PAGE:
Ixtli 6 (12):191-221 (2019)

Various educational strategies use narrative artworks to pursue ethical training purposes. Based on the works of Dewey and Greene I show how these strategies do not always contribute to an aesthetic education ‒one that promotes experiences with artworks in which we develop sensitivities and capacities necessary to more richly, deeply and intensely experience what these and other artworks have to be experienced‒ and therefore end up having an instrumental use. This is the case with the most commonly used strategies: the exemplary modelling strategy ‒which seeks to inspire students through characters that show an admirable moral character‒ and the moral deliberation strategy ‒which extracts dilemmas or moral problems from which characters from the works face to discuss them with the students. From Diamond’s work I show that, at the same time, it is precisely the non-aesthetic nature of these strategies that limits their chances of becoming a fully fledged ethical education. Hence, ethical education through the narrative arts is only fully developed when it is also an aesthetic education, and aesthetic education in the narrative arts is only fully developed when it also deals with matters of moral significance and is therefore also an ethical education.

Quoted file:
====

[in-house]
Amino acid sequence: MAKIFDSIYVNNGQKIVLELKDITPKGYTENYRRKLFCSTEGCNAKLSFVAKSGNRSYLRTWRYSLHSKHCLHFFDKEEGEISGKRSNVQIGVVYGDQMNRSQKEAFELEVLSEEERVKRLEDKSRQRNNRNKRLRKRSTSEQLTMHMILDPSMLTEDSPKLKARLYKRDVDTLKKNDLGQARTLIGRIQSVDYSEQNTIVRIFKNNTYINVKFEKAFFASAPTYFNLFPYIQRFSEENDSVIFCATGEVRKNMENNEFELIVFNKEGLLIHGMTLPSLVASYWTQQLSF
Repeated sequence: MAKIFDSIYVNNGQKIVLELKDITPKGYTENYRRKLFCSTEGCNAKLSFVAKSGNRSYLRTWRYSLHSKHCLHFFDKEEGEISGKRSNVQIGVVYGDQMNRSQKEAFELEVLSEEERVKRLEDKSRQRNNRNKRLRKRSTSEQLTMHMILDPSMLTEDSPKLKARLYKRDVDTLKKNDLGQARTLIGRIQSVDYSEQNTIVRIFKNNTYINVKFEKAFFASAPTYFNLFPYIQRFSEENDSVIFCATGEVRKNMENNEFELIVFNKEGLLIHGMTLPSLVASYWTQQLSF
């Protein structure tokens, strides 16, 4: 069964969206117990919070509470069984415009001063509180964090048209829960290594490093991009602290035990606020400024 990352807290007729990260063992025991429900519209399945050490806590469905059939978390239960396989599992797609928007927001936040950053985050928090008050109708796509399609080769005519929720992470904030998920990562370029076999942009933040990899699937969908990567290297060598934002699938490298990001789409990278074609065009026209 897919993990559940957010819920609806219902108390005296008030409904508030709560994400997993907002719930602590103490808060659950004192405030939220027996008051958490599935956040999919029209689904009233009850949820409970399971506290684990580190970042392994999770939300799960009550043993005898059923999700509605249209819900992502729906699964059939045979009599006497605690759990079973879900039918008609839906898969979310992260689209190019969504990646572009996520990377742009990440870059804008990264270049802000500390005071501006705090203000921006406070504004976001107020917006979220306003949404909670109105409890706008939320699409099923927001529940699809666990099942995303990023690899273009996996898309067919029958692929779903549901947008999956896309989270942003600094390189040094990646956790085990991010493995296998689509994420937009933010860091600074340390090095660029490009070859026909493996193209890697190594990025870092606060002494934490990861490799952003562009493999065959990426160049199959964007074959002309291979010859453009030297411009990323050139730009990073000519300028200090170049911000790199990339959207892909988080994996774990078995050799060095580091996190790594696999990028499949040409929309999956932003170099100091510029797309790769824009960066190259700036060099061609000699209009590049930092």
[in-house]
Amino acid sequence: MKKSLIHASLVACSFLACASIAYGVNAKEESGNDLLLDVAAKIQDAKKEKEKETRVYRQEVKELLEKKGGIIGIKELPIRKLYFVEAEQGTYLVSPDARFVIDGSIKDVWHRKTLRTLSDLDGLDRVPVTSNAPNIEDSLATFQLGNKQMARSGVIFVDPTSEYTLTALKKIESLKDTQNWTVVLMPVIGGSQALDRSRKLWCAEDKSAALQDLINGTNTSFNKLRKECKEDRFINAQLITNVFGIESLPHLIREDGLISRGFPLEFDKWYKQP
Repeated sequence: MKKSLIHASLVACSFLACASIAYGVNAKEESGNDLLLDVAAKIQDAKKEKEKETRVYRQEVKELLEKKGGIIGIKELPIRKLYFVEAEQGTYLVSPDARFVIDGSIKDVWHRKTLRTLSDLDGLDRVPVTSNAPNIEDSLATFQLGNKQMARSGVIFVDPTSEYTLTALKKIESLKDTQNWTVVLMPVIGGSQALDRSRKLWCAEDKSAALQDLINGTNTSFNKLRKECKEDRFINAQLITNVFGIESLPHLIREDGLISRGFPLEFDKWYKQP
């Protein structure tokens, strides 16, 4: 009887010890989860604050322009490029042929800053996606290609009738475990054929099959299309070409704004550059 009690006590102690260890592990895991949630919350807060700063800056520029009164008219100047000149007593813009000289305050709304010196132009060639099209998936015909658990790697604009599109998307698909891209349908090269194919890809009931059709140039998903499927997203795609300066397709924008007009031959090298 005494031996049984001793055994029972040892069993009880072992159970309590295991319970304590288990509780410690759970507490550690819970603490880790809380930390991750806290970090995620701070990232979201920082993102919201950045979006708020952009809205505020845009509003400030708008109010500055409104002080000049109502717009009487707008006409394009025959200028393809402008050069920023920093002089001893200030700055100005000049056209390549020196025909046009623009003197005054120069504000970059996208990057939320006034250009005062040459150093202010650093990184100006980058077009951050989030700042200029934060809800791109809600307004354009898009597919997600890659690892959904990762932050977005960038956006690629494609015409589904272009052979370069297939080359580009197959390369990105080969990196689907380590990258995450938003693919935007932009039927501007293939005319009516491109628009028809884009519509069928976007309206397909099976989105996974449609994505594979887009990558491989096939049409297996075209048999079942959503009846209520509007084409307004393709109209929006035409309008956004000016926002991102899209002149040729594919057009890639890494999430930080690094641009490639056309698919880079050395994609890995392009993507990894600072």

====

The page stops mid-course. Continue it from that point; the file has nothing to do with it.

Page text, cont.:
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References found in this work BETA

Ethics and the Limits of Philosophy.Bernard Williams - 1985 - Harvard University Press.
Art as Experience.John Dewey - 1934 - G. Allen & Unwin.
Experience and Education.John Dewey - 1938 - Kappa Delta Pi.
Ethics and the Limits of Philosophy.Bernard Williams - 1987 - Behaviorism 15 (2):179-181.
Losing Your Concepts.Cora Diamond - 1988 - Ethics 98 (2):255-277.

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